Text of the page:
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Veterans Heart Patients with Depression Face Difficulties Affording Healthcare

A study of more than 13,000 veterans with heart disease revealed that for those who also had depression, gaining access to and affording healthcare and medications is more difficult than those without depression.

Life

Social and Behavioral Sciences

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Women's Health, stress and health

Mayo, ASU Program Helps Mothers in Medical Professions Lower Stress and Beat Burnout

Mothers who work as health care professionals, such as physicians, physician assistants and nurse practitioners, can reduce their stress levels and burnout significantly by participating in close supportive groups at work, according to a new study by researchers at Arizona State University and Mayo Clinic.

Medicine

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Stroke, Stroke Rehabilitation, Arm impairment , mobile app, Mobile App Development , health app, Health Technology, mobile technology, Occupational Therapy, Toronto Rehab, Dr. Mark Bayley, Emory University School of Medicine, Emory University, Dr. Steven Wolf

First-of-Its-Kind App Offers Personalized Rehab Therapy for Stroke Patients

A new, first-of-its-kind app is now available to support clinicians with decisions on best practice rehabilitation strategies for patients with arm impairment due to stroke.

Medicine

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Alzheimber's Disease, Dementia, Amyloid Beta, Pet Imaging, Memory Disorders, Prevention

Focus on Alzheimer’s Disease Shifts to Prevention

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UAB physicians say prevention, not cure, may be the key to coping with the rising incidence of Alzheimer's disease. New imaging techniques, coupled with a better understanding of the disease, provide new hope.

Medicine

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TAVR, Aortic Valve Replacement, Aortic Stenosis, Stroke Risk

Testing Device Aimed at Reducing Stroke Risk During Transcatheter Aortic Valve Replacement

An international clinical trial, called REFLECT, studies the safety and efficacy of the Keystone Heart TriGuard™ cerebral embolic protection device to minimize the risk of cerebral damage during TAVR and other cardiovascular procedures.

Medicine

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Higher Education, Innovation, Entrepreneurship, Sport, Football, Concussion, Brain Research, NFL, NFL Draft, Temple University, Philadelphia

Temple University Students and Entrepreneurs Prepare to Tackle Football’s Concussion Crisis

Two events for students held in the lead-up to 2017 NFL Draft in Philadelphia will focus on sport innovation and player safety

Medicine

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Childhood Cancer, Brain Tumor, Precision Medicine, Gene Editing

New Potential Treatment for Aggressive Brain Cancer in Children

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Using state-of-the-art gene editing technology, scientists from Ann & Robert H. Lurie Children’s Hospital of Chicago have discovered a promising target to treat atypical teratoid/rhabdoid tumor (AT/RT) – a highly aggressive and therapy resistant brain tumor that mostly occurs in infants. They found that these tumors’ growth and tendency to metastasize are regulated by a protein kinase called Polo-like kinase 4 (PLK4), which is increased in AT/RT. They also have demonstrated that an experimental drug, a PLK4 inhibitor, stopped tumor growth. Findings were published in Pediatric Blood & Cancer.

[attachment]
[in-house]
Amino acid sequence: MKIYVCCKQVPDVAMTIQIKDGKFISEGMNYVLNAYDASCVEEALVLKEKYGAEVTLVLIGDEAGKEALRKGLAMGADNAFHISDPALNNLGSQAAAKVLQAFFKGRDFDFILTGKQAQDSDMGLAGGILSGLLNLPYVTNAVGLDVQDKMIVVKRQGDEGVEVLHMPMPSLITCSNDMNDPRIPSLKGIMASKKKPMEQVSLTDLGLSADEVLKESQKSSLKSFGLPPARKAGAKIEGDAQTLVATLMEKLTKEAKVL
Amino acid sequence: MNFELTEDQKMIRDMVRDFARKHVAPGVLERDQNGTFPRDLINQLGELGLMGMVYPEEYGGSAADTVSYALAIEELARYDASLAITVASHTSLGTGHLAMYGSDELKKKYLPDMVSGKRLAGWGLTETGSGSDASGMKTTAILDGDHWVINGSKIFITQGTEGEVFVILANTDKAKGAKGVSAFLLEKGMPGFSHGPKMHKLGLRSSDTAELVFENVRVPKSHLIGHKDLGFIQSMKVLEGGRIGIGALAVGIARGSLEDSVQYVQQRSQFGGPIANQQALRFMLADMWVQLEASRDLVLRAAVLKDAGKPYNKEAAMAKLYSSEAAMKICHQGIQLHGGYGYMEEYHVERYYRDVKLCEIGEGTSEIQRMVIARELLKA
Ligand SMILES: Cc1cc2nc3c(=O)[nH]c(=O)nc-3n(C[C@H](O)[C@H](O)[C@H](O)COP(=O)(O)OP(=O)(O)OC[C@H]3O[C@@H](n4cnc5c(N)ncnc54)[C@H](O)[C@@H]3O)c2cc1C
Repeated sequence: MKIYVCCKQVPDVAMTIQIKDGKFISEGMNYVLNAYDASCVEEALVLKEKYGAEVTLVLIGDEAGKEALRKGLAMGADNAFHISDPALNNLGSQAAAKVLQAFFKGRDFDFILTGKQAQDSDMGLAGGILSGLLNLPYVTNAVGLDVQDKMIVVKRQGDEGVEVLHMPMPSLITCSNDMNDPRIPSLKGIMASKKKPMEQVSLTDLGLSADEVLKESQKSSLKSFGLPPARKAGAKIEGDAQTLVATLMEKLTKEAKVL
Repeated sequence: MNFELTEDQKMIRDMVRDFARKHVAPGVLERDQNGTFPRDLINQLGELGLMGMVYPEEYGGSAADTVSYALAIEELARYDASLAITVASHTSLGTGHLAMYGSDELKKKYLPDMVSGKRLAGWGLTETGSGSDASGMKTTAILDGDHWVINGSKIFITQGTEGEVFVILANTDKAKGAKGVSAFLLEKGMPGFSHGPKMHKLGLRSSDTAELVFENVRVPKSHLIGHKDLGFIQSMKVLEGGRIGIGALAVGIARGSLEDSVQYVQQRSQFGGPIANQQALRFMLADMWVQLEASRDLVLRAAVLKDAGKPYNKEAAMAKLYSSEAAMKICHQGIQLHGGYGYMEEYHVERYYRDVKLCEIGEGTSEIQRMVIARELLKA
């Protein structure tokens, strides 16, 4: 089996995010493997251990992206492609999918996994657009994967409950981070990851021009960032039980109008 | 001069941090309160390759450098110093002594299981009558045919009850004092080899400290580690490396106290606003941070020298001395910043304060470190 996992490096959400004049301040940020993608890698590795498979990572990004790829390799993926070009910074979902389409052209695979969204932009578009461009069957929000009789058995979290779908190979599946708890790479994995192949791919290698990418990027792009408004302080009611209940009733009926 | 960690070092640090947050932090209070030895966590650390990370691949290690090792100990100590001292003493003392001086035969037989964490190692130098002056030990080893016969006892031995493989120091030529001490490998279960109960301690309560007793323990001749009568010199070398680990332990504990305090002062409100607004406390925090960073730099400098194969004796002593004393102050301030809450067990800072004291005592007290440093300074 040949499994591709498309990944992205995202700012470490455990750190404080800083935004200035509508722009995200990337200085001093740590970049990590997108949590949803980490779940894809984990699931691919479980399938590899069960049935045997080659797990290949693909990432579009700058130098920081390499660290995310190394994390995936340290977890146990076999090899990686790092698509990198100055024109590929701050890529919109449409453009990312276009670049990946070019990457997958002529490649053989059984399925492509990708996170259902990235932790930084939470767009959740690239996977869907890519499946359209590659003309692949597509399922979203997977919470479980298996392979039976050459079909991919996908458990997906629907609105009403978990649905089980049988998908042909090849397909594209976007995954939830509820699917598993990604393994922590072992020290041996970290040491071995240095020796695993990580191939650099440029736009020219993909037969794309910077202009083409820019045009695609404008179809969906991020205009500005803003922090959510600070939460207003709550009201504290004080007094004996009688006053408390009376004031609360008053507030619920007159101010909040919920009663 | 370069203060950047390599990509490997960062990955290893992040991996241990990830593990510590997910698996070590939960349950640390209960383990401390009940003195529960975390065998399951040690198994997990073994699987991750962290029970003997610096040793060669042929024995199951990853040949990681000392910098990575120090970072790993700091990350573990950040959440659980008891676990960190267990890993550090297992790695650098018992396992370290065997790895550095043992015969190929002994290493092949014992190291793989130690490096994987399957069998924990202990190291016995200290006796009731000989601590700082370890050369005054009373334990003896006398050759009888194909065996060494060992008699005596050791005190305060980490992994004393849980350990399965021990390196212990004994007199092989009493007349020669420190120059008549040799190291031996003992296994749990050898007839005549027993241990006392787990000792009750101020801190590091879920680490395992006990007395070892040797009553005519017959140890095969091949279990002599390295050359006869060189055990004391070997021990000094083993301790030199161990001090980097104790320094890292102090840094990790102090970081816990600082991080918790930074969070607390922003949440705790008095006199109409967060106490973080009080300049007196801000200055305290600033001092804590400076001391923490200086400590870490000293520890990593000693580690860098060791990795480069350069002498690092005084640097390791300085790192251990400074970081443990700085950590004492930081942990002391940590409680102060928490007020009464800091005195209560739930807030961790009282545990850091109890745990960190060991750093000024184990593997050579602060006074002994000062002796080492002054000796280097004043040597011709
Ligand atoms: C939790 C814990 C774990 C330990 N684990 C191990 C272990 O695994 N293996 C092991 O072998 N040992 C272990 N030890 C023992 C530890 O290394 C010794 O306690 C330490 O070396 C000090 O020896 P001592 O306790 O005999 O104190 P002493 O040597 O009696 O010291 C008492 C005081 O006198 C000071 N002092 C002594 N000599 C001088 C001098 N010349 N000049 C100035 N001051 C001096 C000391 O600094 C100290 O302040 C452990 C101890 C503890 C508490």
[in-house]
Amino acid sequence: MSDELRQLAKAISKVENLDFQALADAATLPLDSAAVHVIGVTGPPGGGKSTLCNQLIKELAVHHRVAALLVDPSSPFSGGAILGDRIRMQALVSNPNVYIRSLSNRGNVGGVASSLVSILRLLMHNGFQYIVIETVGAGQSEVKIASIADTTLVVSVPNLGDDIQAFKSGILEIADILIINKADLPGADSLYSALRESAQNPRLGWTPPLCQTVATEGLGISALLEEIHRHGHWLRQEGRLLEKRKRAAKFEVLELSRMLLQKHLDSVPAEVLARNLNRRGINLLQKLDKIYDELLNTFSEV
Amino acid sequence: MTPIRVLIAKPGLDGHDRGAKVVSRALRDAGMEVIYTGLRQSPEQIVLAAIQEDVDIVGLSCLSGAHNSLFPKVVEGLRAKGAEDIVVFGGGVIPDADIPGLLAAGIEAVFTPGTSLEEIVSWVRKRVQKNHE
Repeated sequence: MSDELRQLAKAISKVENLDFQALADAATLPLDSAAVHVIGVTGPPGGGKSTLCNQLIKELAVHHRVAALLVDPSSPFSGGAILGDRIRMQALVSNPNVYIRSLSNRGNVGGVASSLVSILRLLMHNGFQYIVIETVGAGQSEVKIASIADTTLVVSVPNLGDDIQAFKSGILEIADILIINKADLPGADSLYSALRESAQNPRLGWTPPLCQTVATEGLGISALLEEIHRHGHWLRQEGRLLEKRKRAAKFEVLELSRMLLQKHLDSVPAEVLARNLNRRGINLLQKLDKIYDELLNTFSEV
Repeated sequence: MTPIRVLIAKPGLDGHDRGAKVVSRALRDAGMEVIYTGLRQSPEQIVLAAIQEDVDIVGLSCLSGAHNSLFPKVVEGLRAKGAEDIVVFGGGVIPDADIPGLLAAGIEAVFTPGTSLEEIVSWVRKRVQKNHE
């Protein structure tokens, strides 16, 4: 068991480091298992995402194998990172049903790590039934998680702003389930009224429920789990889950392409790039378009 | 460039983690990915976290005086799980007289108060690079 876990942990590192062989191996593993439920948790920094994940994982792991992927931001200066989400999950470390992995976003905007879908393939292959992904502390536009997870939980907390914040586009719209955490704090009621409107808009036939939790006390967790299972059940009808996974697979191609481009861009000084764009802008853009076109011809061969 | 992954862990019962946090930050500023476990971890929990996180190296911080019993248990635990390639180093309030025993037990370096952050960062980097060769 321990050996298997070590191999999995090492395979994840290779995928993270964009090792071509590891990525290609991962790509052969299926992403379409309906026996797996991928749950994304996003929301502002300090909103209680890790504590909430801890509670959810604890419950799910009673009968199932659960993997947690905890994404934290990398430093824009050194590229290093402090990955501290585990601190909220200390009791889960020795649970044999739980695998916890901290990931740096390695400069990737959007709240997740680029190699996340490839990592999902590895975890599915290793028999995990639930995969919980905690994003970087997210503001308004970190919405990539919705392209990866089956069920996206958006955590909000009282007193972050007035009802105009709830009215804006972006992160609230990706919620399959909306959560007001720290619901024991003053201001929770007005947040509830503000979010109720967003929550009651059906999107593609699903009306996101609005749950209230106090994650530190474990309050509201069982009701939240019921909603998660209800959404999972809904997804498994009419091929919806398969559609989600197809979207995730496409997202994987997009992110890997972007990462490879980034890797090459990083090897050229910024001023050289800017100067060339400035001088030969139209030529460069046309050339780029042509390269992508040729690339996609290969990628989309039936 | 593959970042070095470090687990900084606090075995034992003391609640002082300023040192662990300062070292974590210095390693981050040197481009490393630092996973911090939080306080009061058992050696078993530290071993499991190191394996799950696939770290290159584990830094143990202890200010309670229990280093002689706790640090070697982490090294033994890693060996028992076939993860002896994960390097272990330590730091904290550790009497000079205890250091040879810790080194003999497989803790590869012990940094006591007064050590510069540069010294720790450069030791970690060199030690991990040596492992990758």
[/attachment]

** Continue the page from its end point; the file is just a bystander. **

Medicine

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Physiology, Amputation, Hand Amputation, Hand Reattachment Surgery, Hand Transplant, Organ Transplant, Neuron Health, Neuron Integrity, Reconstructive Surgery, Motor Function, Sensimotor Function

Cortical Nerve Function in Former Amputees Remains Poor Decades after Reconstructive Surgery

Researchers have found that the nerve cells (neurons) controlling sensation and movement of the hands show injury-induced changes for years after hand amputation, reattachment or transplant.

Science

Life

Social and Behavioral Sciences

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Psychosocial Stress, Claus Lamm, University of Vienna, Livia Tomova, Empathy, prosocial behavior, neural mechanisms, Social, Cognitive and Affective Neuroscience

Stress Can Increase Empathy

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Acute psychosocial stress leads to increased empathy and prosocial behavior. An international team of researchers led by Claus Lamm from the University of Vienna investigated the effects of stress on neural mechanisms and tested the relationship between empathy and prosocial behavior in a new experiment. The study has just been published in the journal Social, Cognitive and Affective Neuroscience.

Medicine

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Alzheimer's Disease, Dementia, Genetic Predisposition, Apoe 4, Neuroscience

Detecting Alzheimer’s Disease Earlier Using … Greebles?

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Unique graphic characters called Greebles may prove to be valuable tools in detecting signs of Alzheimer’s disease decades before symptoms become apparent.







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